Citizenship and Naturalization
Naturalization is the process by which foreign nationals achieve United States citizenship. The naturalization process has evolved significantly since 1965, when Congress passed the Immigration Act to liberalize rules for conferring rights to foreign nationals and immigrants.
To be naturalized, you must:
- Be 18 years old or older.
- Have resided in the U.S. for a designated period of time
(the time requirement depends on other aspects of your status).
- Demonstrate fluency in communicating in the English language.
- Demonstrate knowledge of U.S. government and history.
- Demonstrate solid ethical character (e.g. individuals convicted of homicide cannot be naturalized).
Applicants can be held to more or less restrictive standards depending on the details of their cases. An elderly foreign national or a person with a mental impairment may not, for instance, be required to show fluency in English to qualify.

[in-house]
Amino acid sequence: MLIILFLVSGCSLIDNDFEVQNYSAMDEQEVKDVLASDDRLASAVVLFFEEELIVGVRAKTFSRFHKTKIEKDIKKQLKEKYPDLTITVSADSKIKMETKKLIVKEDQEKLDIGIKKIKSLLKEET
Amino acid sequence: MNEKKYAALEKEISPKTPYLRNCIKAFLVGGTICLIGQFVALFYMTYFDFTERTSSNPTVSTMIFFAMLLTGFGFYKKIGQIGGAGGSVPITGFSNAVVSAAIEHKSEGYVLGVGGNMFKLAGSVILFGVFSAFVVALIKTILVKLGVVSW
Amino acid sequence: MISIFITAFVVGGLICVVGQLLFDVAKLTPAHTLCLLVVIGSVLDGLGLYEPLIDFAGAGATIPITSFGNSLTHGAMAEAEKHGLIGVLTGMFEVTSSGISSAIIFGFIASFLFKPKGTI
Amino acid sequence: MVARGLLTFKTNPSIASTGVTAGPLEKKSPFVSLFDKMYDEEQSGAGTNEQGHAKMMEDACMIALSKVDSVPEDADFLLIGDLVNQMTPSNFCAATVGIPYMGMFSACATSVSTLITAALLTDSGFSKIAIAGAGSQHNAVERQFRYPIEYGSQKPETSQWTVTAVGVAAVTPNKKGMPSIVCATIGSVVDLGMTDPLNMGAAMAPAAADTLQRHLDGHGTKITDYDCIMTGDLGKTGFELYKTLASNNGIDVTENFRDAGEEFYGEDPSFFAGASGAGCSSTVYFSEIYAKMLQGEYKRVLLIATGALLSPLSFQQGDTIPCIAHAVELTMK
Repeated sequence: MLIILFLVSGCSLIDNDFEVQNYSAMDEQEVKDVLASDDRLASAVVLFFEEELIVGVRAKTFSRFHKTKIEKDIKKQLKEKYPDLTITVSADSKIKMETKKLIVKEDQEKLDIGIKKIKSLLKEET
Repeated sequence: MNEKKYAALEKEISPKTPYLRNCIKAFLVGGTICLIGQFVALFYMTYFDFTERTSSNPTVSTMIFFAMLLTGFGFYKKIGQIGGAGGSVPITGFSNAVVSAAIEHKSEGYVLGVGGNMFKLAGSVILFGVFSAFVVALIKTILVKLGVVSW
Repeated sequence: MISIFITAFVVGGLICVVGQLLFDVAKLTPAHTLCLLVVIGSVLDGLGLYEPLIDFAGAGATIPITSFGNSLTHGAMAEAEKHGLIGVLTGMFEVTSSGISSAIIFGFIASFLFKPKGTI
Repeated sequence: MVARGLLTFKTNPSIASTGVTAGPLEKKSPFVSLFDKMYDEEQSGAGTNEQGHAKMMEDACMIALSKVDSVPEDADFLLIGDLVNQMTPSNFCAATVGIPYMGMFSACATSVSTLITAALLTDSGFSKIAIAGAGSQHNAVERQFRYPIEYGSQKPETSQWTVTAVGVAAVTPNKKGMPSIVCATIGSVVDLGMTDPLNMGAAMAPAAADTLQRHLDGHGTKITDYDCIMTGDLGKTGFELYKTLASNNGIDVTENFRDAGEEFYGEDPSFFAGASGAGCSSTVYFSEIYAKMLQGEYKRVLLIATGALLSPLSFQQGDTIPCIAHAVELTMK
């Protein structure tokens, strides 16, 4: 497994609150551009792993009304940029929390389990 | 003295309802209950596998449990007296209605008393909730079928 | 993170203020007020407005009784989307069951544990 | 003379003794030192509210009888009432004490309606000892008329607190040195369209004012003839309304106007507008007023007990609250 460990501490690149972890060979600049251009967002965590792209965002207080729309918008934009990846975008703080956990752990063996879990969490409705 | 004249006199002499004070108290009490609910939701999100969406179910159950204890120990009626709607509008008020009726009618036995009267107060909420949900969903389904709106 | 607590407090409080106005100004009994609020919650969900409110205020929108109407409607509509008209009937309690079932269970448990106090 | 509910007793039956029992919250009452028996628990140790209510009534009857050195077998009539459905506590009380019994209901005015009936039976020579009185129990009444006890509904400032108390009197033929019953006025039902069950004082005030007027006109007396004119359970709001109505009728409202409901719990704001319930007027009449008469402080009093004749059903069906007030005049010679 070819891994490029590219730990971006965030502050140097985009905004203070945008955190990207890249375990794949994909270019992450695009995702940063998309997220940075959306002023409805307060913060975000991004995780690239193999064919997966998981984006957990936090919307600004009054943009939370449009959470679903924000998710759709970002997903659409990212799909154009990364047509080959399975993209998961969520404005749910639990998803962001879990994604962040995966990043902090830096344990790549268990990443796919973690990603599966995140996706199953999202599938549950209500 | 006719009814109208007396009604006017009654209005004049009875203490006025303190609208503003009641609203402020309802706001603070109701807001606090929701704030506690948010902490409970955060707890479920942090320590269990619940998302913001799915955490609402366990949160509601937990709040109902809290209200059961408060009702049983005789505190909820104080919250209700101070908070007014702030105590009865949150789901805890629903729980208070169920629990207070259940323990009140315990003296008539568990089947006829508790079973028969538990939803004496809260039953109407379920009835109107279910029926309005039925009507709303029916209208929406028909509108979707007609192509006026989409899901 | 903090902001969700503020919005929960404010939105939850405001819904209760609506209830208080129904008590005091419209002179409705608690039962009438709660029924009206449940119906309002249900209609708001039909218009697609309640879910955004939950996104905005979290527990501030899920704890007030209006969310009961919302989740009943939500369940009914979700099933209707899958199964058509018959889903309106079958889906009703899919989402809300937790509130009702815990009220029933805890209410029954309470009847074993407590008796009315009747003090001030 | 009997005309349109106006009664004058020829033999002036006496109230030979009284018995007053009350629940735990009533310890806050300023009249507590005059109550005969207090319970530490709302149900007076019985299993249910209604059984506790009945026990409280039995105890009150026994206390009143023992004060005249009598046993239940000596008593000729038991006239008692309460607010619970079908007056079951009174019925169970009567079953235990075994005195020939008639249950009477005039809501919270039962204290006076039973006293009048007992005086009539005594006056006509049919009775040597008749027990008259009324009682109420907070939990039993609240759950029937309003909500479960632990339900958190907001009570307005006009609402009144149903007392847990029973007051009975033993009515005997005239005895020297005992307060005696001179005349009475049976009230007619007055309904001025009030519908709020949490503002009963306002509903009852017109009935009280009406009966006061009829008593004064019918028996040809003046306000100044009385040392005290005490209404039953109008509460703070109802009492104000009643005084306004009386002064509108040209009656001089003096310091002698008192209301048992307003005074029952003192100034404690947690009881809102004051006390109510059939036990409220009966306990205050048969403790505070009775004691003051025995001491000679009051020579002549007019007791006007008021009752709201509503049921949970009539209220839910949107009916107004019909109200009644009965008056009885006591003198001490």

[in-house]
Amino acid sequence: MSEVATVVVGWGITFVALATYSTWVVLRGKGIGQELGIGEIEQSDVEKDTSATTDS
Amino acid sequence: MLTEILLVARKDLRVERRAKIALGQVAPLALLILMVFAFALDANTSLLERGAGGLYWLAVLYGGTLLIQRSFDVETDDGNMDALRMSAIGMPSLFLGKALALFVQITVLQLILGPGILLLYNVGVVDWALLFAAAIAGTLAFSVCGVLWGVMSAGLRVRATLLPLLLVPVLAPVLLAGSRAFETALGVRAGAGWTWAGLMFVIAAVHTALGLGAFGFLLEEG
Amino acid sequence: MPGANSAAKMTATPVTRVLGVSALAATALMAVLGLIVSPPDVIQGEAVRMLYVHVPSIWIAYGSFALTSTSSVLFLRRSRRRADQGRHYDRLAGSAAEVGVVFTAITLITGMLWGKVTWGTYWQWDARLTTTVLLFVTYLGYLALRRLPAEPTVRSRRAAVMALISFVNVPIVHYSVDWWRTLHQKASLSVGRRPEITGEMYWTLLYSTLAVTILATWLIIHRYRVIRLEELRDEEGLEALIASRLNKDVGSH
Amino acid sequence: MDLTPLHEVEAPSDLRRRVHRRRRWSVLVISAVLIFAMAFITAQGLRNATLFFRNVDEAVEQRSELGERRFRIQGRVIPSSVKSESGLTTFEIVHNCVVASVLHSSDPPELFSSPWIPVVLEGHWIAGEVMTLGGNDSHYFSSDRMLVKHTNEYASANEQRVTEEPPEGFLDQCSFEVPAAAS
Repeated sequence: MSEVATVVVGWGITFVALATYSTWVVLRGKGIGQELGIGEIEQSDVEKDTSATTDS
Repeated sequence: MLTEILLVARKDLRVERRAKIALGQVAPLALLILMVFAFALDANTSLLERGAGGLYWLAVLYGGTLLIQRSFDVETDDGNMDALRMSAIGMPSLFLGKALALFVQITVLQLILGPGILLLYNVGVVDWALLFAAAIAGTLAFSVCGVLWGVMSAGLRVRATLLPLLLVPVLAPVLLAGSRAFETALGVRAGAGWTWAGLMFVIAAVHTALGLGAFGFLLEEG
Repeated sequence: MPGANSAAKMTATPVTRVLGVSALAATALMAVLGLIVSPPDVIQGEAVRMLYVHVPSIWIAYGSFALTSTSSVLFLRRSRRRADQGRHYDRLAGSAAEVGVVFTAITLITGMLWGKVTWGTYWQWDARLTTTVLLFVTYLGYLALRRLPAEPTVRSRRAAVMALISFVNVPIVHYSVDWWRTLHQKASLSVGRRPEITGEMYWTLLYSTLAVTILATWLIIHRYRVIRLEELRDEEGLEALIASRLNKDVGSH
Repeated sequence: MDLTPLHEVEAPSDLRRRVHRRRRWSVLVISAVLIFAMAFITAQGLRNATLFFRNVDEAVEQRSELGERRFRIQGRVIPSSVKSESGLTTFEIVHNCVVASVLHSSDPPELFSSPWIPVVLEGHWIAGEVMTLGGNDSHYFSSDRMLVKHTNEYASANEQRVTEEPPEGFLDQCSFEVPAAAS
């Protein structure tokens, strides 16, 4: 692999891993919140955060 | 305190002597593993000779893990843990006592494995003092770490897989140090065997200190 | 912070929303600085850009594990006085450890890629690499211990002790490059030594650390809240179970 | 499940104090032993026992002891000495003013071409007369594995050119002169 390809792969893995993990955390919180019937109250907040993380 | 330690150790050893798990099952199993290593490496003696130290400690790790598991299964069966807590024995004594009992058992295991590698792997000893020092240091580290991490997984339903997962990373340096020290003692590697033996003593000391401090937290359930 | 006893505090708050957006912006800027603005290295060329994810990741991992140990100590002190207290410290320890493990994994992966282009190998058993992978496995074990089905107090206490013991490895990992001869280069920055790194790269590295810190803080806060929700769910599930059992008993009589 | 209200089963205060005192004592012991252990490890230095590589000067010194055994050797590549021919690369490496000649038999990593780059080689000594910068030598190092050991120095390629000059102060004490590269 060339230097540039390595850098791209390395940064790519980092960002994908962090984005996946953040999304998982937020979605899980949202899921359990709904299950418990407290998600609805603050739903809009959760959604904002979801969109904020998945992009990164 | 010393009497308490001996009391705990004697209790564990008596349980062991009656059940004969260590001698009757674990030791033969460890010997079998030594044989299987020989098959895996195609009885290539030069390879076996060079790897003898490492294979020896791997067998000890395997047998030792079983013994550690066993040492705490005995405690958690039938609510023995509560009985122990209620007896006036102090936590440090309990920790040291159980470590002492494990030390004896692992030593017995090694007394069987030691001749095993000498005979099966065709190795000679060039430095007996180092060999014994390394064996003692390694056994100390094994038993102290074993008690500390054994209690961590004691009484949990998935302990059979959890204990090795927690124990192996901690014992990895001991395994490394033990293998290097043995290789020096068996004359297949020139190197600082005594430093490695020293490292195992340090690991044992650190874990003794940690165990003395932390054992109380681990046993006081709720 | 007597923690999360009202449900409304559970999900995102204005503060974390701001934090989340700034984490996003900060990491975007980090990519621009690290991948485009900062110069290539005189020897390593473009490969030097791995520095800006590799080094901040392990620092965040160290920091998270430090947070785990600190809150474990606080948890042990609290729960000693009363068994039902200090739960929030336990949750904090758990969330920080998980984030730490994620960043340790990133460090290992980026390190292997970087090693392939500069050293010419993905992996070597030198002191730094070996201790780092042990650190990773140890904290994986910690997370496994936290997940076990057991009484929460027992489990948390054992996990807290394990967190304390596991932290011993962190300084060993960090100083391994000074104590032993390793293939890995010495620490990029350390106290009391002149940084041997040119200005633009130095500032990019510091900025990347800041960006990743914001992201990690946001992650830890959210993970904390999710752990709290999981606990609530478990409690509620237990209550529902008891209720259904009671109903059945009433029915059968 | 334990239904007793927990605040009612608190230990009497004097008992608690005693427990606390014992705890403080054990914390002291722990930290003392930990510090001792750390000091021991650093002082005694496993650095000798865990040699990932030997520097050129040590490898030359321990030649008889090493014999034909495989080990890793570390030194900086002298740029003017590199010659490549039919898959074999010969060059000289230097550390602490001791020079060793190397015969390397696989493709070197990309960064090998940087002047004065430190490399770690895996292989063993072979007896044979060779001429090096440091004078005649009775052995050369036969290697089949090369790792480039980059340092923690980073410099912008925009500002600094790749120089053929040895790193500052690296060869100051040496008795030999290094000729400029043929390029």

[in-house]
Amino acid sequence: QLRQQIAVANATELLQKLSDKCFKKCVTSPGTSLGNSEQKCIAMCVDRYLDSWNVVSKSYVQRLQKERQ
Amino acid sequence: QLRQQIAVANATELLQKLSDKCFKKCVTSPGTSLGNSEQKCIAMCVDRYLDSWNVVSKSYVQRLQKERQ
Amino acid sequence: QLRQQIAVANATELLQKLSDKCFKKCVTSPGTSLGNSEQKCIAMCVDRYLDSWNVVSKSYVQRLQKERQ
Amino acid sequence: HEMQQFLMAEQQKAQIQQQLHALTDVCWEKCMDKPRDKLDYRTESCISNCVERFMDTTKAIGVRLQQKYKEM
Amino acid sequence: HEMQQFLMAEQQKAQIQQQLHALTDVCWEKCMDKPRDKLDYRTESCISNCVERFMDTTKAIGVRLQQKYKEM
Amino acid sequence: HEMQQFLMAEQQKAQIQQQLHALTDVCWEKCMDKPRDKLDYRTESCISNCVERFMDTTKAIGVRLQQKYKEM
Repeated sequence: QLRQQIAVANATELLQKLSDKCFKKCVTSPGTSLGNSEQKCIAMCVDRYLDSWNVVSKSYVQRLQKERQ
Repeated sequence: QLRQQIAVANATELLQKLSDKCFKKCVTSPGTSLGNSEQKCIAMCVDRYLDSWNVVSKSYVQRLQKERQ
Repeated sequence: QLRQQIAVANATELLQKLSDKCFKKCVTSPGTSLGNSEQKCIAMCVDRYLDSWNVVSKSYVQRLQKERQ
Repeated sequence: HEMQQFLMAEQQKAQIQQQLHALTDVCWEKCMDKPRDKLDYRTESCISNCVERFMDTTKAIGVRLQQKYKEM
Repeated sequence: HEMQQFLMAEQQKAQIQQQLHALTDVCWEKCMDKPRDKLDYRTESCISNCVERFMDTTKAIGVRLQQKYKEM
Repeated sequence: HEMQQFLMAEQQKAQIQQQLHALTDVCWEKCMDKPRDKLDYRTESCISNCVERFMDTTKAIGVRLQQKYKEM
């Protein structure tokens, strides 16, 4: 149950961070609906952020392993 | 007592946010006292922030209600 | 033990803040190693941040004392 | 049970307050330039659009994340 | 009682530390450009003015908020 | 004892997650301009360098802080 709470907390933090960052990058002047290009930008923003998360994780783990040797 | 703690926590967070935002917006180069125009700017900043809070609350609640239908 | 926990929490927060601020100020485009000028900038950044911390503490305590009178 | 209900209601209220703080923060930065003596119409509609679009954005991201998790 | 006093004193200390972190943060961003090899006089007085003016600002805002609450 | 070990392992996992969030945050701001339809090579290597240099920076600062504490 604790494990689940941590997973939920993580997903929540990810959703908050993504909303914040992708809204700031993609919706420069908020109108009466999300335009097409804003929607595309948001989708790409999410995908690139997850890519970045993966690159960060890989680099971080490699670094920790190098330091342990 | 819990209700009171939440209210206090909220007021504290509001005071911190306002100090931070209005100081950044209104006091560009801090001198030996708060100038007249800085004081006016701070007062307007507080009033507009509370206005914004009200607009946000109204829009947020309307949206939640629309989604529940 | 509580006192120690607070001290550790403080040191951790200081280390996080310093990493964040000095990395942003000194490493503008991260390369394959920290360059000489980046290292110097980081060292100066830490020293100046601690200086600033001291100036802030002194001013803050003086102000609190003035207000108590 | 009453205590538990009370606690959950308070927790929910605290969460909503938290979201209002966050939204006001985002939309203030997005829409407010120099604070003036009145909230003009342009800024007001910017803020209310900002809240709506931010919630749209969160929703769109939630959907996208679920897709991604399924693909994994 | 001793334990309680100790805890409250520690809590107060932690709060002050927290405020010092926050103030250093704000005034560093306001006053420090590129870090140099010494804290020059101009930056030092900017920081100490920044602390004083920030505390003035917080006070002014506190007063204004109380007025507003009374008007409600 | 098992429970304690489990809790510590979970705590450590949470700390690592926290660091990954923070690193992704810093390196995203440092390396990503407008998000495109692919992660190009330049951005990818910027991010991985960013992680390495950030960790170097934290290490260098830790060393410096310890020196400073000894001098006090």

Applicants must take and pass a citizenship test comprised of ten questions randomly selected from a group of 96 general interest questions about United States government, culture, and history.
This website is designed for general information only. The information presented in this website should not be construed or relied on as legal advice or as the basis of a lawyer/client relationship.